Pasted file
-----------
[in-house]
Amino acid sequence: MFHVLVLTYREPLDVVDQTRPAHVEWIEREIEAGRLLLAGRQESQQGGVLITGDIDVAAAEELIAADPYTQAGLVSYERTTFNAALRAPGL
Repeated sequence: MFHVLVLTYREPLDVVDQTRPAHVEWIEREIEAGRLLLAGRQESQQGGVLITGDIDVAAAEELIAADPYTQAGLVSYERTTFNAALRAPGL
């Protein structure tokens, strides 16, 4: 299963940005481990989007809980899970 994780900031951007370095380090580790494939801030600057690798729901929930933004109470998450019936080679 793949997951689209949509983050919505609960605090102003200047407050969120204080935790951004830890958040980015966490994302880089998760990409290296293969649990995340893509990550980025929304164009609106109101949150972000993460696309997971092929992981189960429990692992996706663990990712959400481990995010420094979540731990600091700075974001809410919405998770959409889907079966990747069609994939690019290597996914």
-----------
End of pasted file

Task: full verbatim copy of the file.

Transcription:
[in-house]
Amino acid sequence: MFHVLVLTYREPLDVVDQTRPAHVEWIEREIEAGRLLLAGRQESQQGGVLITGDIDVAAAEELIAADPYTQAGLVSYERTTFNAALRAPGL
Repeated sequence: MFHVLVLTYREPLDVVDQTRPAHVEWIEREIEAGRLLLAGRQESQQGGVLITGDIDVAAAEELIAADPYTQAGLVSYERTTFNAALRAPGL
């Protein structure tokens, strides 16, 4: 299963940005481990989007809980899970 994780900031951007370095380090580790494939801030600057690798729901929930933004109470998450019936080679 793949997951689209949509983050919505609960605090102003200047407050969120204080935790951004830890958040980015966490994302880089998760990409290296293969649990995340893509990550980025929304164009609106109101949150972000993460696309997971092929992981189960429990692992996706663990990712959400481990995010420094979540731990600091700075974001809410919405998770959409889907079966990747069609994939690019290597996914």